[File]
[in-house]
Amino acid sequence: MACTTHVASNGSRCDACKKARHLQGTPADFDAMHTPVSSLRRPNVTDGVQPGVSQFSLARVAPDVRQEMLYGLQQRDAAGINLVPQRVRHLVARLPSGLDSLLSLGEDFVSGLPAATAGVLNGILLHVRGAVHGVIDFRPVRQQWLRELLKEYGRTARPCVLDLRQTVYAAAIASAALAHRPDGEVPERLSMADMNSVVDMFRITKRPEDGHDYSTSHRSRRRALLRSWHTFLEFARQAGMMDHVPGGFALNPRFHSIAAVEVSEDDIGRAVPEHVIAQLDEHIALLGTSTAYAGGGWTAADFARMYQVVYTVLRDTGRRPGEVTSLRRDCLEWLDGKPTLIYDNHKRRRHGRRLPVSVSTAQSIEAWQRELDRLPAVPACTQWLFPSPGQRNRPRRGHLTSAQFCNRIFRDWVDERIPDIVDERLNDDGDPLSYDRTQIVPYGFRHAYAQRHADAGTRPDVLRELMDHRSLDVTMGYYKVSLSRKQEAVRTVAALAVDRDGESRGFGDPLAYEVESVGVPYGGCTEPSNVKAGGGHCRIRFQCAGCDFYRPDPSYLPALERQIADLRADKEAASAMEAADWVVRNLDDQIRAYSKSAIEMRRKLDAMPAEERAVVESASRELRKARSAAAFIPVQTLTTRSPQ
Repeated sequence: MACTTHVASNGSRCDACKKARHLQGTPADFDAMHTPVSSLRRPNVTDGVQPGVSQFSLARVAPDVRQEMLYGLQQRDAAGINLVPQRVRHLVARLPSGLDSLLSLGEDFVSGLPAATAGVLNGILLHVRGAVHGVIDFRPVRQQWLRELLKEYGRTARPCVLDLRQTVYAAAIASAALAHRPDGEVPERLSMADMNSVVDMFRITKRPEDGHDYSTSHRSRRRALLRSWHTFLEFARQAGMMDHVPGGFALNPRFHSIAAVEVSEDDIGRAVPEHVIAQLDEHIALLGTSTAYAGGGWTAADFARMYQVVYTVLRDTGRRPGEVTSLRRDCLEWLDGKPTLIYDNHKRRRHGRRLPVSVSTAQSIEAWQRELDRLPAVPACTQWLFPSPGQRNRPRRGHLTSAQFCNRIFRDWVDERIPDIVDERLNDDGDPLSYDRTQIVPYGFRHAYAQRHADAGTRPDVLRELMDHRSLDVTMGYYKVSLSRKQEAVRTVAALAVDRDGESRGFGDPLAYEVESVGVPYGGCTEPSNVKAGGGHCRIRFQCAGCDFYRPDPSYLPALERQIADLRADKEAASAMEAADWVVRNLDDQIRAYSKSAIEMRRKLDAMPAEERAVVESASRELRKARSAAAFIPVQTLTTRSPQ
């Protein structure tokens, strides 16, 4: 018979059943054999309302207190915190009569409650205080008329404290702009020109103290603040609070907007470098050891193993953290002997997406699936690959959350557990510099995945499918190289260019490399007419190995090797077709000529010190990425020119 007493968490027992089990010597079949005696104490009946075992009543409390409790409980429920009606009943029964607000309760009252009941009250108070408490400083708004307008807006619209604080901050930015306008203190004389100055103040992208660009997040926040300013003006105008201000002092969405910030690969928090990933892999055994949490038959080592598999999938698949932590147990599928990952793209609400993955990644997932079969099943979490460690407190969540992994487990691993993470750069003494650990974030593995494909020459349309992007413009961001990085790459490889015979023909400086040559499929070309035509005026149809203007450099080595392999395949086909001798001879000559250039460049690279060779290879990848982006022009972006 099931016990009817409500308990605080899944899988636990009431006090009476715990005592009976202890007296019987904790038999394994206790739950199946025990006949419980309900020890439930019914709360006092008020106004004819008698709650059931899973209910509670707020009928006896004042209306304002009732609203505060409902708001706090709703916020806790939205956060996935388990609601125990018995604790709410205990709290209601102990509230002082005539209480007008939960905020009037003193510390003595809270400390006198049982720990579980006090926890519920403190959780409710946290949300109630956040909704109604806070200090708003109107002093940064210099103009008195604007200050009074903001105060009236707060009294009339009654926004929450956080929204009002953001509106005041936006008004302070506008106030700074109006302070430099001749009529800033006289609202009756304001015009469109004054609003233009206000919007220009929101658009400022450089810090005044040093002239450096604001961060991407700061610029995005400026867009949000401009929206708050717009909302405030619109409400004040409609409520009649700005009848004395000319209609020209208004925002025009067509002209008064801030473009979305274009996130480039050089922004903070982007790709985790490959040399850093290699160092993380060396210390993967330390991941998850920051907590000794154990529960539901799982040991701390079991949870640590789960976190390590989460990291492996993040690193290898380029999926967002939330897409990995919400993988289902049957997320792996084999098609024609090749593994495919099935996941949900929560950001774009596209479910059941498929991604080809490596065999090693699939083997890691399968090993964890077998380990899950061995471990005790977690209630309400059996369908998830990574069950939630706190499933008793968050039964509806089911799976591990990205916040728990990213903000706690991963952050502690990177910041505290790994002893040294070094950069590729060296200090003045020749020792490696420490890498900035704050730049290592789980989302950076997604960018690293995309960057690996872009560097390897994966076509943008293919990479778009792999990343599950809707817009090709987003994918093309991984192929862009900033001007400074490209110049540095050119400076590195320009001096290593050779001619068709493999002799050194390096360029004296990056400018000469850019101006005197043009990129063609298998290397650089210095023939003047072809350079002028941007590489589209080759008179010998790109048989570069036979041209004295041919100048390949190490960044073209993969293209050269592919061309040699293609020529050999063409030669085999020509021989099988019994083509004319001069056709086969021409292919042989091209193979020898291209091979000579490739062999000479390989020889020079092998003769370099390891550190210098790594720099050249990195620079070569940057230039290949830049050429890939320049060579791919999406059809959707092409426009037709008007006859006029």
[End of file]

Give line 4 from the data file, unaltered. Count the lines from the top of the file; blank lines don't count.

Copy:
């Protein structure tokens, strides 16, 4: 018979059943054999309302207190915190009569409650205080008329404290702009020109103290603040609070907007470098050891193993953290002997997406699936690959959350557990510099995945499918190289260019490399007419190995090797077709000529010190990425020119 007493968490027992089990010597079949005696104490009946075992009543409390409790409980429920009606009943029964607000309760009252009941009250108070408490400083708004307008807006619209604080901050930015306008203190004389100055103040992208660009997040926040300013003006105008201000002092969405910030690969928090990933892999055994949490038959080592598999999938698949932590147990599928990952793209609400993955990644997932079969099943979490460690407190969540992994487990691993993470750069003494650990974030593995494909020459349309992007413009961001990085790459490889015979023909400086040559499929070309035509005026149809203007450099080595392999395949086909001798001879000559250039460049690279060779290879990848982006022009972006 099931016990009817409500308990605080899944899988636990009431006090009476715990005592009976202890007296019987904790038999394994206790739950199946025990006949419980309900020890439930019914709360006092008020106004004819008698709650059931899973209910509670707020009928006896004042209306304002009732609203505060409902708001706090709703916020806790939205956060996935388990609601125990018995604790709410205990709290209601102990509230002082005539209480007008939960905020009037003193510390003595809270400390006198049982720990579980006090926890519920403190959780409710946290949300109630956040909704109604806070200090708003109107002093940064210099103009008195604007200050009074903001105060009236707060009294009339009654926004929450956080929204009002953001509106005041936006008004302070506008106030700074109006302070430099001749009529800033006289609202009756304001015009469109004054609003233009206000919007220009929101658009400022450089810090005044040093002239450096604001961060991407700061610029995005400026867009949000401009929206708050717009909302405030619109409400004040409609409520009649700005009848004395000319209609020209208004925002025009067509002209008064801030473009979305274009996130480039050089922004903070982007790709985790490959040399850093290699160092993380060396210390993967330390991941998850920051907590000794154990529960539901799982040991701390079991949870640590789960976190390590989460990291492996993040690193290898380029999926967002939330897409990995919400993988289902049957997320792996084999098609024609090749593994495919099935996941949900929560950001774009596209479910059941498929991604080809490596065999090693699939083997890691399968090993964890077998380990899950061995471990005790977690209630309400059996369908998830990574069950939630706190499933008793968050039964509806089911799976591990990205916040728990990213903000706690991963952050502690990177910041505290790994002893040294070094950069590729060296200090003045020749020792490696420490890498900035704050730049290592789980989302950076997604960018690293995309960057690996872009560097390897994966076509943008293919990479778009792999990343599950809707817009090709987003994918093309991984192929862009900033001007400074490209110049540095050119400076590195320009001096290593050779001619068709493999002799050194390096360029004296990056400018000469850019101006005197043009990129063609298998290397650089210095023939003047072809350079002028941007590489589209080759008179010998790109048989570069036979041209004295041919100048390949190490960044073209993969293209050269592919061309040699293609020529050999063409030669085999020509021989099988019994083509004319001069056709086969021409292919042989091209193979020898291209091979000579490739062999000479390989020889020079092998003769370099390891550190210098790594720099050249990195620079070569940057230039290949830049050429890939320049060579791919999406059809959707092409426009037709008007006859006029």